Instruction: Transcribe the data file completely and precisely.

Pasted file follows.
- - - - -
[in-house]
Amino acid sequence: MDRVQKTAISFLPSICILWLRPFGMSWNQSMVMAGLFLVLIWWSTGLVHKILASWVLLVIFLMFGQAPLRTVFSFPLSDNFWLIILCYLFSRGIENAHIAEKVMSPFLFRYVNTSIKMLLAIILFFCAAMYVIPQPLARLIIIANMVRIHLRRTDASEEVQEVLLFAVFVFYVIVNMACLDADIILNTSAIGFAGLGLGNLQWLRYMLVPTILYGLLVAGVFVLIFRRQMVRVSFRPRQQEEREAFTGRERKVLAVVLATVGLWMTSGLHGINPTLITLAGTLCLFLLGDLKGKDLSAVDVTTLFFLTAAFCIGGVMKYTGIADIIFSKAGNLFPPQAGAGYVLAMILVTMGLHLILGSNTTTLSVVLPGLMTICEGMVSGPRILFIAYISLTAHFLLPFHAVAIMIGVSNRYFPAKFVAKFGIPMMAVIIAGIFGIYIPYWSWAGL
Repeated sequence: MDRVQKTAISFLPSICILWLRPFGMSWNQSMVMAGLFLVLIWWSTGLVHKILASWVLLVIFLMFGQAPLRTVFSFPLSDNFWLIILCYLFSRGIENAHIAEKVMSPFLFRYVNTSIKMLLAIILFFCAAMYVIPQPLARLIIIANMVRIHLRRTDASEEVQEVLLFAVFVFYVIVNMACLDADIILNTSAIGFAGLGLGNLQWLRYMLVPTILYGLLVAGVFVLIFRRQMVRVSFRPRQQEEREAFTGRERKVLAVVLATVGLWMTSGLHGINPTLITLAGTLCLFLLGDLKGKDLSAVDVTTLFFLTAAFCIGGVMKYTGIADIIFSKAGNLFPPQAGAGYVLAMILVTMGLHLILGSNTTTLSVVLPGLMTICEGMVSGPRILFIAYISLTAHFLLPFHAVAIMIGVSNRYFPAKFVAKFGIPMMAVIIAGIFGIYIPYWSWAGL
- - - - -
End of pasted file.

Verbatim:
[in-house]
Amino acid sequence: MDRVQKTAISFLPSICILWLRPFGMSWNQSMVMAGLFLVLIWWSTGLVHKILASWVLLVIFLMFGQAPLRTVFSFPLSDNFWLIILCYLFSRGIENAHIAEKVMSPFLFRYVNTSIKMLLAIILFFCAAMYVIPQPLARLIIIANMVRIHLRRTDASEEVQEVLLFAVFVFYVIVNMACLDADIILNTSAIGFAGLGLGNLQWLRYMLVPTILYGLLVAGVFVLIFRRQMVRVSFRPRQQEEREAFTGRERKVLAVVLATVGLWMTSGLHGINPTLITLAGTLCLFLLGDLKGKDLSAVDVTTLFFLTAAFCIGGVMKYTGIADIIFSKAGNLFPPQAGAGYVLAMILVTMGLHLILGSNTTTLSVVLPGLMTICEGMVSGPRILFIAYISLTAHFLLPFHAVAIMIGVSNRYFPAKFVAKFGIPMMAVIIAGIFGIYIPYWSWAGL
Repeated sequence: MDRVQKTAISFLPSICILWLRPFGMSWNQSMVMAGLFLVLIWWSTGLVHKILASWVLLVIFLMFGQAPLRTVFSFPLSDNFWLIILCYLFSRGIENAHIAEKVMSPFLFRYVNTSIKMLLAIILFFCAAMYVIPQPLARLIIIANMVRIHLRRTDASEEVQEVLLFAVFVFYVIVNMACLDADIILNTSAIGFAGLGLGNLQWLRYMLVPTILYGLLVAGVFVLIFRRQMVRVSFRPRQQEEREAFTGRERKVLAVVLATVGLWMTSGLHGINPTLITLAGTLCLFLLGDLKGKDLSAVDVTTLFFLTAAFCIGGVMKYTGIADIIFSKAGNLFPPQAGAGYVLAMILVTMGLHLILGSNTTTLSVVLPGLMTICEGMVSGPRILFIAYISLTAHFLLPFHAVAIMIGVSNRYFPAKFVAKFGIPMMAVIIAGIFGIYIPYWSWAGL